O'HARA'S FINAL THOUGHTS: Lions rare favorites at Lambeau

Posted Nov 6, 2017

Mike O'Hara shares his final thoughts heading into Monday's Lions-Packers matchup.

GREEN BAY – Detroit Lions-Green Bay Packers Final Thoughts:  My pick with the Lions being rare favorites at Lambeau; a bigger role possible for Ameer Abdullah; a Packer to watch and random thoughts on the Lions’ run game, a Lambeau memory and more:  

Taking the favorite: It doesn’t happen very often that the Lions are the team to beat when they play the Packers at Lambeau Field, but this is one of those rare times.

The Lions are slight favorites against a Packers team playing with unheralded Brett Hundley starting at quarterback in place of Aaron Rodgers, who is out with a broken right collarbone that could cause him to miss the rest of the season.

This is only the third time in 27 seasons that the Lions are favored in a game against the Packers, and the Lions are 1-1 as favorites.

In 1991, the Lions clinched a playoff berth with a 21-17 win in Game 15 over a Packers team that finished 4-12 and would miss the playoffs for the ninth straight season and 19 times in 20 years.

In 2011, both teams had playoff berths wrapped up going into the final week. With Rodgers resting for the playoffs, the Lions’ defense failed to show up in a 45-41 loss. Matt Flynn torched them for six touchdown passes.

Tonight’s game is different from the other two in nearly every way.  It is critical for both teams. The Lions cannot afford to have their record drop to 3-5 with a fourth straight loss. The Packers, with two straight losses since Rodgers went out early in Game 6, would drop to 4-4 with a costly loss to the NFC North rival Lions.

Without Rodgers, the Lions are the better team overall – better on offense, better on defense and better on special teams. This is a game the Lions should win – and I think they will win.

Prediction: Lions 26, Packers 13.

Heavier run load: A highlight play in the Lions’ first seven games was a three-yard touchdown run. What it lacked in length to be considered a highlight was made up for in power and determination.

Ameer Abdullah, all 203 pounds of him, looked like a short-yardage power runner when he scored on that three-yard run for the Lions’ only touchdown in a 14-7 road victory over the Minnesota Vikings in Game 4. 

That run is just one reason why the Lions might consider featuring Abdullah more – starting tonight – in their run-starved offense. Another reason is that he’s their best running back.

On the TD run, Abdullah took Matthew Stafford’s handoff and disappeared in a mosh pit of several tons of humanity at the four. He popped into view as he crossed the two with a dive and slammed the ball in the end zone with his right hand.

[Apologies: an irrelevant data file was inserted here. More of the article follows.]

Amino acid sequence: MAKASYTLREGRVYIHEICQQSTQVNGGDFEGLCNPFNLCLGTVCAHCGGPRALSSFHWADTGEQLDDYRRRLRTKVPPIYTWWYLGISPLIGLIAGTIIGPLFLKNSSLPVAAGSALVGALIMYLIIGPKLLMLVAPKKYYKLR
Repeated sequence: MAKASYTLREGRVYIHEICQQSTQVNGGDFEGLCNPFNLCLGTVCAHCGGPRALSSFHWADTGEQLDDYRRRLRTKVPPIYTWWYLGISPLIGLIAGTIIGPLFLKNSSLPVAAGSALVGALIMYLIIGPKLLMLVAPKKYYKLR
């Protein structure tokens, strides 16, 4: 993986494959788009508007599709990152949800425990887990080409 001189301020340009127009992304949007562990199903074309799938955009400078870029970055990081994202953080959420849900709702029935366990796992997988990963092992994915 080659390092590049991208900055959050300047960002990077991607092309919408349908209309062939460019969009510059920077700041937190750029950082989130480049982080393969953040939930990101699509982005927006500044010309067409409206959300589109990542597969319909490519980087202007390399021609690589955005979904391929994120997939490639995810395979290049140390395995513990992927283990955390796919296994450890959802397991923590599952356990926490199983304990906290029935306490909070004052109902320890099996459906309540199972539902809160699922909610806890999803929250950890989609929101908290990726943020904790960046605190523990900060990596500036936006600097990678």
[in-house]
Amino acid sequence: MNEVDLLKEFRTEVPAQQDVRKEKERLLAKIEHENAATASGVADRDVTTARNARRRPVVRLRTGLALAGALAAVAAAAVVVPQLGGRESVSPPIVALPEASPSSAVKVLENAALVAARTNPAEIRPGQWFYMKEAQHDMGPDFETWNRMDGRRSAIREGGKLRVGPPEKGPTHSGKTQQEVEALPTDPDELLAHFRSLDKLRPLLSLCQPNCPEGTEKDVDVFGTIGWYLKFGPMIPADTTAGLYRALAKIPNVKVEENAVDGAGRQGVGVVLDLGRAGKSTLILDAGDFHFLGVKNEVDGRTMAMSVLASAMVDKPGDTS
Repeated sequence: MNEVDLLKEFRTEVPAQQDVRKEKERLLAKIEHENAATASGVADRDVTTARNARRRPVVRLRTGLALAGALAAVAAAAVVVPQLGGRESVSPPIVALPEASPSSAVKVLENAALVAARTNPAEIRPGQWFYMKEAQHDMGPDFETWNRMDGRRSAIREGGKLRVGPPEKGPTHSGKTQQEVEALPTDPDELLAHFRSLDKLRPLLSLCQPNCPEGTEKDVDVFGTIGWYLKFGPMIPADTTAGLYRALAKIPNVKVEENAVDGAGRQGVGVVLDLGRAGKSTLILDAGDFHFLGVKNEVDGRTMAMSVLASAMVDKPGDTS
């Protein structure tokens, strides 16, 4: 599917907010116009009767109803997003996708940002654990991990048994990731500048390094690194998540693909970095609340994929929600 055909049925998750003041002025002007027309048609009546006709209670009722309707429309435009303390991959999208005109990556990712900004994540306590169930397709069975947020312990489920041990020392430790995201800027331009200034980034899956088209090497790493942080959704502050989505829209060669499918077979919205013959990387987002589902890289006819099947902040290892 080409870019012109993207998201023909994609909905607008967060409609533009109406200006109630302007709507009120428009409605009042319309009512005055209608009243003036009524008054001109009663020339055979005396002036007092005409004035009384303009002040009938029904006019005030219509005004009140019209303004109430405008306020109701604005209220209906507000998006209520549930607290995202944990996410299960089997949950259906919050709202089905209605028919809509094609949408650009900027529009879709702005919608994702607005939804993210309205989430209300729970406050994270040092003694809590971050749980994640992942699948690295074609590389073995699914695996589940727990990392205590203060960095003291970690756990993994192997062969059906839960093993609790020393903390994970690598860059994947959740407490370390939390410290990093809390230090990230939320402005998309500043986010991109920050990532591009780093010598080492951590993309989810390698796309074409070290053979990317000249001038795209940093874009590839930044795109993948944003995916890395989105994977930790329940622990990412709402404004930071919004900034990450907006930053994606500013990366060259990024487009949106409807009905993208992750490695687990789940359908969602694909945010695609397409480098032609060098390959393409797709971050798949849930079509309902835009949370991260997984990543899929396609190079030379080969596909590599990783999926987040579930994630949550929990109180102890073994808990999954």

Abdullah is not campaigning for more carries – either on third downs, where he’s had none, in the red zone, where he’s been used sparingly, or in any other situation.

“I’m never going to tell the coaches what to do,” he said earlier this week. “Their job is to design, put us in the best situations. My job is to execute – execute under any circumstance. I’m never going to tell the coaches what they should or shouldn’t do.”

The stats speak for themselves. Through the first seven games, Abdullah has rushed for 369 yards and 3.7 yards per carry. The rest of the backs have combined to carry 47 times for 119 yards – a miniscule 2.5 yards per carry.

Packer to watch – Nick Perry: Perry has been a consistent force at outside linebacker on a defense that ranks near the bottom of the league with only 12 sacks.

Perry, drafted in the first round and 28th overall out of Southern Cal and Detroit Martin Luther King Jr. High School in 2012, leads the Packers with 3.5 sacks.

Perry has given the Lions problems in the past. He had three of his career-high 11 sacks last season in the Packers’ sweep of the Lions.

Two sacks and a forced fumble were in the Packers’ 34-27 win at Lambeau in Game 3. He had one sack in the 31-24 win in the final-game showdown that gave the Packers their fifth NFC North title in six years and relegated the Lions to a wild card berth in the NFC playoffs.

Random thoughts: 

Turf war: Guard T.J. Lang downplayed any edge he might give his Lions teammates in his first game back at Lambeau, his home field for eight seasons before signing with the Lions in March. However, one tip – or perhaps a reminder for veterans who’ve played at Lambeau – is to prepare for the footing on natural grass. It can be slippery at times, Lang said earlier in the week. He noticed how opponents occasionally would lose their balance on the turf.

Abdullah, sticky fingers: The issues he had with ball security as a rookie in 2015 have gone away. Ameer had five fumbles, losing two, out of 145 touches (carries and receptions combined) in his first 14 games of 2015. 

Since then he has gone 181 touches without fumbling.

Schedule watching: The Lions have a slight edge over the Packers in strength – weakness, rather -- of schedule in the next three games, which adds importance to tonight’s game. The winner will start the second half of the season with a clear edge.

The Lions’ next three are home against the Browns, on the road against the Bears and home against the Vikings on Thanksgiving Day. The Packers’ next three are on the road vs. the Bears, home vs. the Ravens and on the road vs. the Steelers.

Lambeau memory: The first game I covered at Lambeau was game 12 of the 1977 season. The Packers blocked a field-goal attempt late in the game to help clinch a 10-9 victory over the Lions.

The Packers’ dynasty had long since crumbled, and they finished that season with a 4-10 won-loss record. It didn’t sap the joy of winning from the Packers’ faithful.

When the game ended, the fans carried the players off the field on their shoulders.